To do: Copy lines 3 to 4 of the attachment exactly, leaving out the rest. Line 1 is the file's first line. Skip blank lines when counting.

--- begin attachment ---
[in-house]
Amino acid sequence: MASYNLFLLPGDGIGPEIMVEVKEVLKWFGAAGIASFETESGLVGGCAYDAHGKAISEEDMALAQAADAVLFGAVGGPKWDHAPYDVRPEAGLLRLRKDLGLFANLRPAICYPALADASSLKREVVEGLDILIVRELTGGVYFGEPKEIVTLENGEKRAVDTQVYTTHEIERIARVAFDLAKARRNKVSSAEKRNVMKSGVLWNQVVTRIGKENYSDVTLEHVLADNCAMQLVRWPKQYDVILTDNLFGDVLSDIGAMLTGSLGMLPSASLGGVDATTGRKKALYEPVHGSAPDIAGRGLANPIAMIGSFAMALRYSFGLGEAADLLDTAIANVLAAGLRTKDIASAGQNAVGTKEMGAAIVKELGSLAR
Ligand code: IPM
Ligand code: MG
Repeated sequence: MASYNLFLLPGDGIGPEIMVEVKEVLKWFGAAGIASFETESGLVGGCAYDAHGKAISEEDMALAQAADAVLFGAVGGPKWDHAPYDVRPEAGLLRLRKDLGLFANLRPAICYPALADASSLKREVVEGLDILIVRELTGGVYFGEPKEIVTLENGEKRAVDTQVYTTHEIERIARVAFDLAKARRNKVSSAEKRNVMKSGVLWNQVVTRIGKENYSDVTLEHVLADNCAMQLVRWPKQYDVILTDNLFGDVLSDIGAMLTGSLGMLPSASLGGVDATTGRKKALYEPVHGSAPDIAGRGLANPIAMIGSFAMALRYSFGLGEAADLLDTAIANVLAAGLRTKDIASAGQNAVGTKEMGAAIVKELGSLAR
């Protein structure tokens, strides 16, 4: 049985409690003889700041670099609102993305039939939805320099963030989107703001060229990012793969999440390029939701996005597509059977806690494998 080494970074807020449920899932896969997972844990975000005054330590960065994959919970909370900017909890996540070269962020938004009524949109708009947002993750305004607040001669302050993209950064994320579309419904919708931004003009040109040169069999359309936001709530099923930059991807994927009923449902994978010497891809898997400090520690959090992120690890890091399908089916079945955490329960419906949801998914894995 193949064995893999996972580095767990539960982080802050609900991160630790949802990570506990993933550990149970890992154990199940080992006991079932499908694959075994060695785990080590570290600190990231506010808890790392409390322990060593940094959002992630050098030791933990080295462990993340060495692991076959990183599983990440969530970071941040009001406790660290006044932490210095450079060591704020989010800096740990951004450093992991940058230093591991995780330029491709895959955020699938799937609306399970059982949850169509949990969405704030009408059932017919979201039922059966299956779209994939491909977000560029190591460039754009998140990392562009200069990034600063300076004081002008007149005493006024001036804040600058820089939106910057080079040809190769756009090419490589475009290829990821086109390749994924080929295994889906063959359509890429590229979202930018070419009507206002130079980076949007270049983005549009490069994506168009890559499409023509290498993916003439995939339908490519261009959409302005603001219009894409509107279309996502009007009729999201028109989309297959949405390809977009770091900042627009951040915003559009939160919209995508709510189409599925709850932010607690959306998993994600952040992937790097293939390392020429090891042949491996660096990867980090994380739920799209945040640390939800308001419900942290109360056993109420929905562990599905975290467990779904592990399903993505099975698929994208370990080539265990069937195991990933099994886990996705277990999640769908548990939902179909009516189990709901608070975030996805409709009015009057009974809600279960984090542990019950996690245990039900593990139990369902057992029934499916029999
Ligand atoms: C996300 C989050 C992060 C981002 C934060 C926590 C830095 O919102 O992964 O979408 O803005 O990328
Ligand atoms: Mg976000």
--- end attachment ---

Ligand code: IPM
Ligand code: MG